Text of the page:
State Capitol Week in Review From Senator Jonathan Dismang
LITTLE ROCK – Over the next three years about 3,200 Arkansans with disabilities will be able to get Medicaid services at home or in their community, rather than in an institution.
The Legislative Council approved the expansion of eligibility, submitted by the state Division of Developmental Disabilities Services.
The division doesn’t have sufficient staff to care for the additional 3,200 people. A provision in the new rules approved by legislators will allow the division to make up for the shortage of labor. Basically, Medicaid will now be able to hire, train and pay family members and legal guardians.
Currently, 5,400 children and adults receive Supportive Living services, which brings support staff to their homes and communities.
The program is called the Community and Employment Supports (CES) waiver. It costs about $300 million a year, with the federal government paying 71.62 percent and state government paying 28.38 percent.
During the 2022 fiscal session earlier this year, legislators voted to dedicate an additional $37.6 million for the CES waiver program, with the intention of eliminating the current waiting list for services.
The Legislative Council also signed off on a Department of Human Services proposal to add 200 more slots for children in foster care, and to increase the allowable bed capacity of group homes from four to eight.
The cost of the rule change will be $132 million next fiscal year. The state will provide $34 million and the federal government will provide $94 million, with a premium tax on care providers accounting for the remainder.
During a public comment period on the new rule, the division heard from a spokesman for a non-profit agency that provides care and services for people with disabilities. The spokesman said there is a “very real crisis in the home and community-based service system,” specifically a shortage of direct care professionals.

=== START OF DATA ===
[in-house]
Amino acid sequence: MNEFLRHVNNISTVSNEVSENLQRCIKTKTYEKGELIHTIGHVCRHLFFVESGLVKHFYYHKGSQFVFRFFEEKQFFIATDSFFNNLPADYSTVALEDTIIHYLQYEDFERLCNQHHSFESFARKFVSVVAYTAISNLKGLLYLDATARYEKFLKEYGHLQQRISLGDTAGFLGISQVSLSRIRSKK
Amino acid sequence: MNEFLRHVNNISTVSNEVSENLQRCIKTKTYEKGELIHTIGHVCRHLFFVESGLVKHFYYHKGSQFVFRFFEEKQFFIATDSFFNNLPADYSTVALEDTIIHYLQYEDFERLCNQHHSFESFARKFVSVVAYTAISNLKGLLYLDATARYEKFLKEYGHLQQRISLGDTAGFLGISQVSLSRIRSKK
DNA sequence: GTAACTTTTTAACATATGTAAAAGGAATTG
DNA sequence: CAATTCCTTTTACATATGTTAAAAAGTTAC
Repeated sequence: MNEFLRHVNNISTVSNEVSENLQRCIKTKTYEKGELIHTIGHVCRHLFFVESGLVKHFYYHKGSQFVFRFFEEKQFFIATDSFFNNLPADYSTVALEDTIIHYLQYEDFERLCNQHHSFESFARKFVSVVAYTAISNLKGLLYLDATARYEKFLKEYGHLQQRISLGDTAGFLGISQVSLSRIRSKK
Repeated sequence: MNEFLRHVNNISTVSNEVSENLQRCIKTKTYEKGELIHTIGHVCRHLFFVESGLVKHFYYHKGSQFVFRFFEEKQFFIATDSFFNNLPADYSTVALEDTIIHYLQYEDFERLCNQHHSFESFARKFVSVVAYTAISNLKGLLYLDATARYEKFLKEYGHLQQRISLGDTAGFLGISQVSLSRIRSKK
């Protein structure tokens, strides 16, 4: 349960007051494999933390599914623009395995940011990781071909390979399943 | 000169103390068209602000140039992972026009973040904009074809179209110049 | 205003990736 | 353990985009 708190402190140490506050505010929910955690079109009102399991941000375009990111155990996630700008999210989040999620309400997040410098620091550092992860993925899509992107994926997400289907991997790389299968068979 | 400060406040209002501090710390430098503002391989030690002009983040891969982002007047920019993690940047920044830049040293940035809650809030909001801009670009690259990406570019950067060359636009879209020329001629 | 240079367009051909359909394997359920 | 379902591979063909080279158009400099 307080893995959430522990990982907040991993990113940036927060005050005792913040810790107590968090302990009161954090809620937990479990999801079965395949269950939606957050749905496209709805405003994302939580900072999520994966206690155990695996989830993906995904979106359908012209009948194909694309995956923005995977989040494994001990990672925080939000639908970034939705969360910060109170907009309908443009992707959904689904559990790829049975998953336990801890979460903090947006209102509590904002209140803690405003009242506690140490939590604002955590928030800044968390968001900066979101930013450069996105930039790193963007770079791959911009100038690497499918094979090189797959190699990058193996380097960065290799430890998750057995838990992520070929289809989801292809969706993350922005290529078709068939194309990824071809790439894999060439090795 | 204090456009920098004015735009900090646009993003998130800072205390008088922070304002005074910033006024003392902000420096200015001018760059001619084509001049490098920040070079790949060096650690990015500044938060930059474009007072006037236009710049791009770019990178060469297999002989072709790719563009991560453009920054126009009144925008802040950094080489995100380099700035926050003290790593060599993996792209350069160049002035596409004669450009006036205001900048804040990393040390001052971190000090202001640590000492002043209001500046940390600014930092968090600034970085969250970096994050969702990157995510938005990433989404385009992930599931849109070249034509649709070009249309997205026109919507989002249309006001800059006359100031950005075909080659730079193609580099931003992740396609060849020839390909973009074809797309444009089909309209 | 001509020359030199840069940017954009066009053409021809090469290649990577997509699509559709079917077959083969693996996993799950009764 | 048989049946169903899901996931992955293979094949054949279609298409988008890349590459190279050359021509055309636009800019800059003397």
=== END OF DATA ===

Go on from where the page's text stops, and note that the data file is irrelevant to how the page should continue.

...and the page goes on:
He said the division should pay higher reimbursements to providers for competitive salaries, because “nothing short of that will fix the problem.” He also asked for funding for training and workforce development of direct care staff.
Director of DHS Resigning
Cindy Gillespie, the secretary of the Department of Human Services, announced that she would resign after six years. Her final day is scheduled to be October 7.
The department has more than 6,600 employees who administer a wide variety of social services.
Its annual budget is more than $10 billion in state and federal revenue. The largest program is Medicaid, a health care program for people with disabilities, senior citizens and low-income families. More than 470,000 Arkansas children benefit from Medicaid services. Statewide, more than 1.2 million Arkansans received some type of service through Medicaid.
The department subsidizes child care and runs meals programs for senior citizens. It also investigates allegations of abuse or neglect of children and elderly people. It finalized 732 adoptions last year. At the end of the year DHS was responsible for 4,854 children in foster care.
DHS also administers welfare and food stamps programs. It operates secure facilities for troubled youths and contracts with non-profit organizations that diagnose and treat abuse of alcohol and drugs.
Please support the Dewitt Era-Enterprise by subscribing today!